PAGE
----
Go to the Globe and Mail homepage

Jump to main navigationJump to main content

Neveeth Raguthas, 11, and the First Ontario Tamil Scouting Group stop to play a game while hiking in Scarborough. (JENNIFER ROBERTS FOR THE GLOBE AND MAIL/JENNIFER ROBERTS FOR THE GLOBE AND MAIL)
Neveeth Raguthas, 11, and the First Ontario Tamil Scouting Group stop to play a game while hiking in Scarborough. (JENNIFER ROBERTS FOR THE GLOBE AND MAIL/JENNIFER ROBERTS FOR THE GLOBE AND MAIL)


It's not your Leave it to Beaver Scouts any more Add to ...

"Everywhere we go-o. People wanna kno-ow. Who we a-are," the group of five-, six- and seven-year-olds chanted. As the 30-strong group of Beavers bumbled along the dirt trail in Surrey, B.C.'s Watershed Park this May, their rallying cry echoed that of thousands of Scouts Canada members before them.

But with a twist: "We are the Khalsa, mighty mighty Khalsa." The group had swapped the word "Beavers" with the term for baptized Sikhs.

The Khalsa Scouts, who formed just in April, could represent the way forward for Scouts Canada, an organization scrambling to stay relevant 103 years after its formation. The brown-skinned youngsters meet not in a school gymnasium but in a Sikh temple: Guru Nanak Sikh Gurdwara. They pledge the "I promise to love God" portion of the original Scout Promise with vigour and also recite Sikh prayers at meetings before they make dioramas of woodland habitats. Most come from families that have never pitched a tent. But they are eager to be part of this symbol, to them, of Canadian society.

Members of the First Ontario Tamil Scouting Group stop to play a game while hiking in Scarborough.

Like its female-only counterpart, Girl Guides of Canada, Scouts Canada has been losing members for decades. As of this week, the organization had 75,999 youths registered in its programs, down 73 per cent from its peak of 286,414 in 1965. Last year, in an action plan drawn up by the Scouts Canadachief commissioner's task force, the organization was presented with an unpleasant fact: If membership continues to decline at the average annual rate it has since 1997, Scouts Canada will be out of members by 2017.

Members of the executive are now re-examining nearly every facet of a program known for campfire hot dog roasts, apple sales in supermarket parking lots, and knot-tying. The stereotype of the Boy Scout hasn't changed much from what it was in the middle of the 20th century. It is best imagined on screen by the roly-poly Russell in Pixar's Up - the inexhaustible do-gooder, always offering senior citizens help crossing the street and unbelievably proud of his badge-covered sash.

Now, Scouts Canada is toying with those long-held traditions. Groups devoted to Canada's diverse cultural and religious communities? YouTube videos on how to set up a tarp? A hockey league?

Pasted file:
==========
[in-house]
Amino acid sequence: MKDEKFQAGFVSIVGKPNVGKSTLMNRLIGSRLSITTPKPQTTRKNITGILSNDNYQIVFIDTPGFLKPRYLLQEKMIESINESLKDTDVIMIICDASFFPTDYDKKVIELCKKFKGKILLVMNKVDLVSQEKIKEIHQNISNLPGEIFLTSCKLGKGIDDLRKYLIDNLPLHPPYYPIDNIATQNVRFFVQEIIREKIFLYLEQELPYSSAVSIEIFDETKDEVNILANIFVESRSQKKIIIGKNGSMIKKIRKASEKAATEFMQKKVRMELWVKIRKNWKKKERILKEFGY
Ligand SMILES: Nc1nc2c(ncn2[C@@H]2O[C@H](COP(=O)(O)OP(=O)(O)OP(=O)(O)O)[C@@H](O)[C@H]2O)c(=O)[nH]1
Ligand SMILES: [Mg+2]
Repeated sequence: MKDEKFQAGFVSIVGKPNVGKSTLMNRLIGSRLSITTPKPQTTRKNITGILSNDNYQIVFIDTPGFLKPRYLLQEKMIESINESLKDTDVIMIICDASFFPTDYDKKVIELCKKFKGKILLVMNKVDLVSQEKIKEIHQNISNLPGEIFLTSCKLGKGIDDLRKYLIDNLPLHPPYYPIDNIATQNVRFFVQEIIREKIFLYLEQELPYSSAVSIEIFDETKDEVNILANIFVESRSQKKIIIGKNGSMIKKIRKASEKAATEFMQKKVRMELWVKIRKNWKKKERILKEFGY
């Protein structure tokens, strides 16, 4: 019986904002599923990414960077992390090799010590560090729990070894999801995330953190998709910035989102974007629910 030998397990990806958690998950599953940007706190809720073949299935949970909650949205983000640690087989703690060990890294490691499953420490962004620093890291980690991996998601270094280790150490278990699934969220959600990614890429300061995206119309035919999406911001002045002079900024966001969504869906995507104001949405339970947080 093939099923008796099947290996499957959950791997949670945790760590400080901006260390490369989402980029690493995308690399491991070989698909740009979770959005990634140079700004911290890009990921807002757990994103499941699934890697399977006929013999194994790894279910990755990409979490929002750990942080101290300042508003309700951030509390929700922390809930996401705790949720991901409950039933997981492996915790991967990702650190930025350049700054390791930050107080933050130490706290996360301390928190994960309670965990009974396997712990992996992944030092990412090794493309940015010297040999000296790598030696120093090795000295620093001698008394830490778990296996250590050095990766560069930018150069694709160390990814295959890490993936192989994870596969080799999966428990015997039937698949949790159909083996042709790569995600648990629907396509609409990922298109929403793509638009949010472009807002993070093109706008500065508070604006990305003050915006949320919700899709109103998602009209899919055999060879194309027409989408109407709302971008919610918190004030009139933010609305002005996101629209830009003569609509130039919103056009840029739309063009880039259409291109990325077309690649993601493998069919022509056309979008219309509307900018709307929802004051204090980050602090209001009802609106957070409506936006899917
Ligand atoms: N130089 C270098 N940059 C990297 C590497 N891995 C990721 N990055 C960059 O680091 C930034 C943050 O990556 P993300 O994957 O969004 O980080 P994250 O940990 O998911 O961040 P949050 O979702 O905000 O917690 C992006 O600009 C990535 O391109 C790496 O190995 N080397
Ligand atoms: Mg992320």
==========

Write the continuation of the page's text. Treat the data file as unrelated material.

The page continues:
Jarthuson Jeyakumar, 15, of the First Ontario Tamil Scouting Group, sets up a game for his troop in Scarborough.

"I tell people all the time we're not your father's or grandfather's Boy Scouts. The world has changed and we've evolved with the times as well," says Stephen Kent, the chief commissioner.

This year, Scouts Canada's board of governors set aside $1-million to start a legacy fund, which will be used for new projects. The board has also hired St. John's-based Target Marketing to help it rebrand itself for a fall recruitment campaign.

"A traditional ad for Scouts would say, 'Come have fun, make friends, get outdoors and experience Scouting.' That's all good, but it's not compelling enough," says Mr. Kent, who is a member of the Newfoundland and Labrador House of Assembly.

The organization is repackaging Scouting as a way to grow future leaders. Prominent, influential Canadians will be front and centre in ads that highlight their not-so-well-known Scouting backgrounds. The message? "We build successful people."

For decades, marketing has been a modest affair: mostly just posters at schools and public libraries featuring grinning kids in Scout uniforms.

"It won't be enough to tack a poster on a community bulletin board," Mr. Kent says. "We really have to engage with people through social media, through the Internet, to the places we can reach large numbers."

But as Scout groups dwindle to single-digit memberships or even disband, some are asking whether it is too little too late.

Malaviya Nerumalan, 9 (left), Jathuson Jeyakumar, 15 (centre, kneeling); and Arogena Kaviphakaran, 11 (right) are members of the First Ontario Tamil Scouting Group.


This isn't Scouts Canada's first identity crisis. James Trepanier, a PhD candidate at York University in Toronto, who is writing his thesis on the history of Scouts in Canada, says the organization considered overhauling everything from uniforms to camping in the late sixties, when membership first began to slip.

"There was a number of times they'd do a massive navel-gazing exercise to figure out what they could do differently to bring kids back into the movement," he says. In the end, few dramatic changes were adopted, save for making all sections co-ed in 1992; a departure from their American counterparts, where girls are mostly excluded from Scouts.

Report Typo/Error
Single page

Follow on Twitter: @DakGlobe


Next story




Most popular videos »

More from The Globe and Mail

Most popular